The Kindred Path tells the story of a remarkable 22-year friendship. Brought together by a shared love of music, reunited through political action, Bob Weitzel and Steve Hazell were in and out of... More > each other's lives until Weitzel's final quest, his solo kayak journey on Lake Superior. The Kindred Path provides a history of the Green Apple Folk Music Society, reflections from the author's 17 years as a folk music performer, a participant's view of the 2011 protests at the State Capitol in Madison, and an account of Weitzel's fatal Lake Superior challenge, based on the journal he kept during the voyage. The book ends with the author's odyssey of discovery to gain closure with the death of a friend.< Less
The following chapters are actually blog entries from a web site known as The Snooper Report. The writer, for the most part, is a Grunt seeing that he served in and out of the military for almost 30... More > years. There are times that he uses what we call “grunt speak” and the verbiage is known to carry verbiage that very few have ever heard from your basic person. I have taken a few of these blog entries and have “cleaned up” the verbose verbiage to some degree seeing that the writer for most of the 20,000 entries are from the owner of the web site. Many people have asked this man to write a book utilizing the plethora of articles he has written so he can at least so here it is. You can find each chapter at The Snooper Report, and at the end of each chapter there will be key Scriptural verses that brought him to these conclusions in each chapter. No, the author at The Snooper Report is not a King David but God is using and has used him during many occasions in his life.< Less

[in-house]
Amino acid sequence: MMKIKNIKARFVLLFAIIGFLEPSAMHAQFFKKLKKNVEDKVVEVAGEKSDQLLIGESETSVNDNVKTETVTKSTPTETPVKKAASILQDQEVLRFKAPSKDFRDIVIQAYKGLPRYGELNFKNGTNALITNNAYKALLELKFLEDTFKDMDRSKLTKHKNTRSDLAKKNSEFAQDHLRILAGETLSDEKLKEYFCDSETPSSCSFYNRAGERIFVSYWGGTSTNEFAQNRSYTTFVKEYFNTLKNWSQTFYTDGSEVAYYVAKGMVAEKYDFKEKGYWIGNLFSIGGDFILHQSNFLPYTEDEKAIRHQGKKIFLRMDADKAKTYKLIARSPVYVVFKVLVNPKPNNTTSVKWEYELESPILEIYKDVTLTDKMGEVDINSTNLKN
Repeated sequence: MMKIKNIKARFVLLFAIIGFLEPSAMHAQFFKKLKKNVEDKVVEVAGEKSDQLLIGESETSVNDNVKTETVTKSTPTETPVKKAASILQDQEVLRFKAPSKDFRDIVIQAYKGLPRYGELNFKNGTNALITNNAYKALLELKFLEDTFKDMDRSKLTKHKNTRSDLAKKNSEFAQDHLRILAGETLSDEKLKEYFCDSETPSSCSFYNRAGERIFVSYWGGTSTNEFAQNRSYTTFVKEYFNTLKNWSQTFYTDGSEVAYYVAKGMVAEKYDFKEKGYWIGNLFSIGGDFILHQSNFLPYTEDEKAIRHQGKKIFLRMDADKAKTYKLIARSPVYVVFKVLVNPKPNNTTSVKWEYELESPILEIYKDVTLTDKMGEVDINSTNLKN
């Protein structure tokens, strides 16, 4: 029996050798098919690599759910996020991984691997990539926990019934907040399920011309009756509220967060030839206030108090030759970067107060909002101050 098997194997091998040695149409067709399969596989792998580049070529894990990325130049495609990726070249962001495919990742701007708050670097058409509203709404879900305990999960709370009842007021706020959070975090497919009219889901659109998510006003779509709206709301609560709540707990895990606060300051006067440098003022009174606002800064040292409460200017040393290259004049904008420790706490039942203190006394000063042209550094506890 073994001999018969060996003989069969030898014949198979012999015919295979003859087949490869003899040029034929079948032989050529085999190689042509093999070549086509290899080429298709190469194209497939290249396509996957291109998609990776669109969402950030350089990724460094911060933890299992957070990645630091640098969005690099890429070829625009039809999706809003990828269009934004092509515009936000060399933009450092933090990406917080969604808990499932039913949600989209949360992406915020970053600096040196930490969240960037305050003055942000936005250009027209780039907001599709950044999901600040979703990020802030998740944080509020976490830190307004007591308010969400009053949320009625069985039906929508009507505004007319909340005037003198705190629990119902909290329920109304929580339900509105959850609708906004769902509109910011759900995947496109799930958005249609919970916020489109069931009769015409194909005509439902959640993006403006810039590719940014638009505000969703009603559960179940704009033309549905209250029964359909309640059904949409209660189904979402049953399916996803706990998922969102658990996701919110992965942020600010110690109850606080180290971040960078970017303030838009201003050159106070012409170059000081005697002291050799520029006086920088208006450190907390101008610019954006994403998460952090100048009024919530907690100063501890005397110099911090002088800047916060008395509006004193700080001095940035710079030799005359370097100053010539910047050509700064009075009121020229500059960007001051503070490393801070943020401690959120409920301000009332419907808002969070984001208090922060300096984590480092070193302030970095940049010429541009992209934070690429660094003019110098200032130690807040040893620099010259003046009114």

A collector's book which includes three central essays and eight corresponding illustrations. Each essay was published in newspapers in Massachusetts. Included are two notes from 42 President William... More > Jefferson Clinton and a letter from Roxanne Spillett - President of Boy's and Girls' Clubs of America.< Less
Margot Fonteyn's closest friends don't appear in Daneman's detailed biography. Lita Legarda (a doctor) gets a one line mention. Angie Novello (Margot's Washington Hostess), Theodora Christon... More > (Margot's personal secretary) and Ken Ludden aren't mentioned at all. These were the people she trusted most, who kept her confidences and never spoke to the press.
Everyone knew Margot differently. BQ, her mother, knew one Margot. Tito, her husband, knew another. Ludden, her circle's youngest by a large margin, knew yet another side of Margot: hence the title 'My Margot'. Ken shares that Margot--who taught him so much about ballet and life, and with whom he worked to plan ballet's future.
Beyond Margot we learn about Ken's delightful relationship with BQ, a close friendship between a teenager and a woman of eighty.
Ken also writes with unflinching honesty of the hostile relationship he had with Rudolf Nureyev, which developed over time into a grudging mutual respect and a shared grief when Margot died.< Less